Political battles rule in debate over SGR repeal


New AUA Director of Government Relations and Advocacy Brad Stine intends to advocate for the AUA’s SGR policy: to gain affirmative repeal of the formula that has proven so troublesome over the years for urologists, whose patient population includes a large percentage of Medicare enrollees.

Bob GattyWashington-After 12 years of working in Washington for Rep. C.W. Bill Young (R-FL), most recently as deputy chief of staff, Brad Stine is now the AUA’s new director of government relations and advocacy.

He left the Hill because of his boss’s death last October, and he was happy to land his new position overseeing government relations and congressional policy initiatives for the association.

“I enjoyed handling health issues for the congressman and I wanted to stay on that track, and I wanted to work on issues that theoretically aren’t driven by politics,” Stine said.

That comment came as the AUA and two other urology organizations concluded their Joint Advocacy Conference (JAC) and just a day before the Republican-controlled House of Representatives voted to repeal the sustainable growth rate (SGR) payment system for Medicare physicians-one of the AUA’s and organized medicine’s primary legislative issues.

Only one problem: House Republicans had hijacked the doc fix, attempting to pay for it by delaying a core component of the Affordable Care Act, the individual mandate, for 5 years. Because no one expected the Democrat-controlled Senate to accept that deal, repeal of SGR in time to avert a 24% pay cut for Medicare physicians without yet another temporary patch was in serious doubt.

Thwarted by the Senate’s opposition to that measure, the House on March 27 extended SGR for 1 year to avoid the cuts, and also extended the switch to the ICD-10 coding system until October 2015. Negotiated by House Speaker John Boehner (R-OH) and Senate Majority Leader Harry Reid (D-NV), the measure faced opposition from many Senate Democrats, including Senate Finance Chair Ron Wyden (D-OR). The Senate had not yet voted on the measure as this issue of Urology Times went to press.

Stine said he came to the AUA to work on governmental issues on behalf of physicians and their patients.

“Advocating for patients and doctors is what interests me. That shouldn’t be about Republicans or Democrats. It should be about people,” he said.

Stine intends to advocate for the AUA’s SGR policy: to gain affirmative repeal of the formula that has proven so troublesome over the years for urologists, whose patient population includes a large percentage of Medicare enrollees.

Continue to next page for more.


Highly successful JAC

The JAC-held only a few days after Stine started his new job with the AUA-was highly successful, as more than 200 meetings with lawmakers and staff members took place, involving the three JAC participating organizations-the AUA, the American Association of Clinical Urologists, and the Large Urology Group Practice Association.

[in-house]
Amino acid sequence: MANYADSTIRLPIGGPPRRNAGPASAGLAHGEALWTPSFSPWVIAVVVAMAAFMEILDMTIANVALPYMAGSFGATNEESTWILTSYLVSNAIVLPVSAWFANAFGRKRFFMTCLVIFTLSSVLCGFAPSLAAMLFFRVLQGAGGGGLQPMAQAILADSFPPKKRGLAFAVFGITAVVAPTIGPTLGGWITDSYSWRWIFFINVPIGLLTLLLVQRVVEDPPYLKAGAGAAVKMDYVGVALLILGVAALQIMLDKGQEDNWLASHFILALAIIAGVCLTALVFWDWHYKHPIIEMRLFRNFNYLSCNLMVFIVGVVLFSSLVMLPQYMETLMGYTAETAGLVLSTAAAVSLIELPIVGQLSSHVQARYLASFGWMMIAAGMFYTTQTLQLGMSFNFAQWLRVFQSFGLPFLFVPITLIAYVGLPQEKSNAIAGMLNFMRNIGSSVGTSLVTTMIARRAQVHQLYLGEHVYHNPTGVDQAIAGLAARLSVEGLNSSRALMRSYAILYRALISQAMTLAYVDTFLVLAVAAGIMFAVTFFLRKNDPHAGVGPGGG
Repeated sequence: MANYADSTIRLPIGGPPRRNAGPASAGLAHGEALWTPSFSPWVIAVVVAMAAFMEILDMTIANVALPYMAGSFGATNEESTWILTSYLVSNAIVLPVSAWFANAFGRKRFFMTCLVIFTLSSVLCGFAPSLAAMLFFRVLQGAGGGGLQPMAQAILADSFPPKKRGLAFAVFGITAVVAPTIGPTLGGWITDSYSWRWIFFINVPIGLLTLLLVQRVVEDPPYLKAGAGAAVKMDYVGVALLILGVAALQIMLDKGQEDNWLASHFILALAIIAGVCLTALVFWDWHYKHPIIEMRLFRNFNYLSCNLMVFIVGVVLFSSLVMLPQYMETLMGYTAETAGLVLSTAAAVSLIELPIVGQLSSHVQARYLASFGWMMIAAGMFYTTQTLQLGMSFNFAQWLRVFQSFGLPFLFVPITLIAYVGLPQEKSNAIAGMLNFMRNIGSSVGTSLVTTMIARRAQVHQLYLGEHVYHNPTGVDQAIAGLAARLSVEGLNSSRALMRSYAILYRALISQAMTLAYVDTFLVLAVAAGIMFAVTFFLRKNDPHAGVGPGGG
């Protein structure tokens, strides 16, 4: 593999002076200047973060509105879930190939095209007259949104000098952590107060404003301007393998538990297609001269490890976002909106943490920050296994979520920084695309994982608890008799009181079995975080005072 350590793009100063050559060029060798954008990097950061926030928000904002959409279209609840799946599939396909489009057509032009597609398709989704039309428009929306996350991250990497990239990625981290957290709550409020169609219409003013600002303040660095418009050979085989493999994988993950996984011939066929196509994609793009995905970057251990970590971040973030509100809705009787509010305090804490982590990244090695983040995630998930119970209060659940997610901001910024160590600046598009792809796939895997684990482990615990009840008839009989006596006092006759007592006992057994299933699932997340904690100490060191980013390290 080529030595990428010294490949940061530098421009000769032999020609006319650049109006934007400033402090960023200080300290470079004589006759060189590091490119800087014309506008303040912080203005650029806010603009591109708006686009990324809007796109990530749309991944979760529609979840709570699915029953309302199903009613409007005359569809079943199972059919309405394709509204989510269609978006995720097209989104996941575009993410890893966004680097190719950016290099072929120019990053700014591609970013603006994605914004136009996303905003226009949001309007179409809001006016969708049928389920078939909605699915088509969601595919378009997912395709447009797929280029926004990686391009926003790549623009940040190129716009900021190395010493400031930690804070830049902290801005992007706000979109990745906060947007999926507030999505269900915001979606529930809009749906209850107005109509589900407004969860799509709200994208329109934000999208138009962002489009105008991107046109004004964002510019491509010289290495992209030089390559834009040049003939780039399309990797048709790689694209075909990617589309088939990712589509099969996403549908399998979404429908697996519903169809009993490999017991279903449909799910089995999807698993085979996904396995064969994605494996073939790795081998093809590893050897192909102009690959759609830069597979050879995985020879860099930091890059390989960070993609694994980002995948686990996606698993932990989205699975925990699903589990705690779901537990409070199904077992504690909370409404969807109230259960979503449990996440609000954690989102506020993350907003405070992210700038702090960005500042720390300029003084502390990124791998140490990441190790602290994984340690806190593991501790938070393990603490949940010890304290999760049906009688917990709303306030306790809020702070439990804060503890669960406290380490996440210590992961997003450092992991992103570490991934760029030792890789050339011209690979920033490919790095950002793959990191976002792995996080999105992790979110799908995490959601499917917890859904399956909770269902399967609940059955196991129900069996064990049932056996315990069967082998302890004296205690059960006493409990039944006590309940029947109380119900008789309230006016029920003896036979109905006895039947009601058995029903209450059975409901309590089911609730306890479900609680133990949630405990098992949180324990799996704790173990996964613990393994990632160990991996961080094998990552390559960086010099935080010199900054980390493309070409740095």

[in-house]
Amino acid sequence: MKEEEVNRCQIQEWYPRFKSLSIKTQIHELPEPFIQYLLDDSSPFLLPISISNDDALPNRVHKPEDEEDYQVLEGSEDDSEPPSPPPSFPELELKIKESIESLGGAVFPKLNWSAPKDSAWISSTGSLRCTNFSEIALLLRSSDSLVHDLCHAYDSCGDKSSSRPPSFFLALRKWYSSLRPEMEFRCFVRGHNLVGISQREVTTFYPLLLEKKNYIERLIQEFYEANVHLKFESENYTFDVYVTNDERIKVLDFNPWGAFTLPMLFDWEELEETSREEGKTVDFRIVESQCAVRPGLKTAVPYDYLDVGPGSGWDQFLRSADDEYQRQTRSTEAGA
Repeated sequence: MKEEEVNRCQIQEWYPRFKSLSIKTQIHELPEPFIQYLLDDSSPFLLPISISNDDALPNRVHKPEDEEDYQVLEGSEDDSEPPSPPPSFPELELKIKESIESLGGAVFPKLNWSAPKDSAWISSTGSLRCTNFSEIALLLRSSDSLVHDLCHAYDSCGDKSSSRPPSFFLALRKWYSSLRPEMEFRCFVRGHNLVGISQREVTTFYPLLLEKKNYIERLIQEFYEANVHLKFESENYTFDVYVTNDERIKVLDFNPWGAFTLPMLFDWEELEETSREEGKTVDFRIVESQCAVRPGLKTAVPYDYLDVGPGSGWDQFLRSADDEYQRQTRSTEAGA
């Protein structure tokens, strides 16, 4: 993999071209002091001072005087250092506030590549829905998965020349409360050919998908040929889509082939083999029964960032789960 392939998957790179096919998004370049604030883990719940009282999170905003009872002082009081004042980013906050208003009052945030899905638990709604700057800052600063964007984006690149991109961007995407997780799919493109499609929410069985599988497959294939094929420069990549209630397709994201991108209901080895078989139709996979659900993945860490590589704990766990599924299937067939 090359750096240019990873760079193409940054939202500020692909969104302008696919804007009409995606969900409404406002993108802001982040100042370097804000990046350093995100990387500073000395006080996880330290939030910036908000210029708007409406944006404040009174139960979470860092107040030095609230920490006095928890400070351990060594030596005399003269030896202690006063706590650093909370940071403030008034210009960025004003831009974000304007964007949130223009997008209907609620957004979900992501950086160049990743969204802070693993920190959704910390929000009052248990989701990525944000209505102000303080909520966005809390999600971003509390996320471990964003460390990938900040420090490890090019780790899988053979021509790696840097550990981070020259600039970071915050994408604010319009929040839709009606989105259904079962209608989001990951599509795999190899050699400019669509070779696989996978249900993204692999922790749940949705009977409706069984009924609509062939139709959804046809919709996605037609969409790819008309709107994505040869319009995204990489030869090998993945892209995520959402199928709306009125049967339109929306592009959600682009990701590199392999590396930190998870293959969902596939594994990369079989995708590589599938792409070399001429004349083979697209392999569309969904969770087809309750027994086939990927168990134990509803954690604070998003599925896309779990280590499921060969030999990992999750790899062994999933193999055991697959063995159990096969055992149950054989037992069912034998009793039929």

During Capitol Hill meetings, members of the three organizations pressed their concerns regarding SGR reform, work force issues (including graduate medical education), reform of the U.S. Preventive Services Task Force (USPSTF), and preserving the in-office ancillary services exception to the Stark law, which continues to be under attack.

Stine reported that several members of Congress agreed to co-sponsor legislation aimed at reforming the USPSTF, which has issued recommendations against PSA-based screening for prostate cancer for all men, regardless of their risk. The AUA supports the legislation, known as the USPSTF Transparency and Accountability Act of 2013, which would improve accountability of the task force and ensure that Medicare or other payers cannot deny payment for preventive services based only on the task force grade.

“That was received well by members of both parties,” he said.

In-office ancillary restrictions threat looms

Although the bombshell news of the House GOP’s effort to tie gutting of the ACA to the doc fix pushed to the sidelines the idea of helping to cover its cost by limiting the in-office ancillary exception, that possibility continues to lurk in the shadows.

President Obama’s budget for 2015, as it did for 2014, proposes such limits that could affect imaging services provided by many urologists, a move strongly opposed by the AUA and other groups. So the threat of these restrictions being imposed as a tradeoff for SGR repeal continues to exist.

Meanwhile, Stine said he is looking forward to the challenges and opportunities in his new position at the AUA.

“Everybody here is first class, and we are going to keep the train rolling,” he said. “I intend to use my Hill experience to help the AUA achieve success with its priority list of issues. Last year, the AUA got the urotrauma bill passed and signed into law, and that was a remarkable success.”

So Stine hopes that track record can continue when it comes to the other key issues on the AUA’s hit list.

“My short-term goal is to work with the team that is in place to push our agenda and create a strong liaison with our doctors who volunteer and help with our governmental issues. We are here to make that part of their job easier,” he said.

Stine drew a parallel between his responsibilities at the AUA and his responsibilities when he worked for Young.

“Our job there was to serve our constituents,” he said. “Here, it is the same. We are here to serve our constituents, the members of the AUA. It’s all about customer service. So that experience translates here."UT


Like this article? Check out these other recent Urology Times articles:

AUA legislative priorities: One down, nine to go

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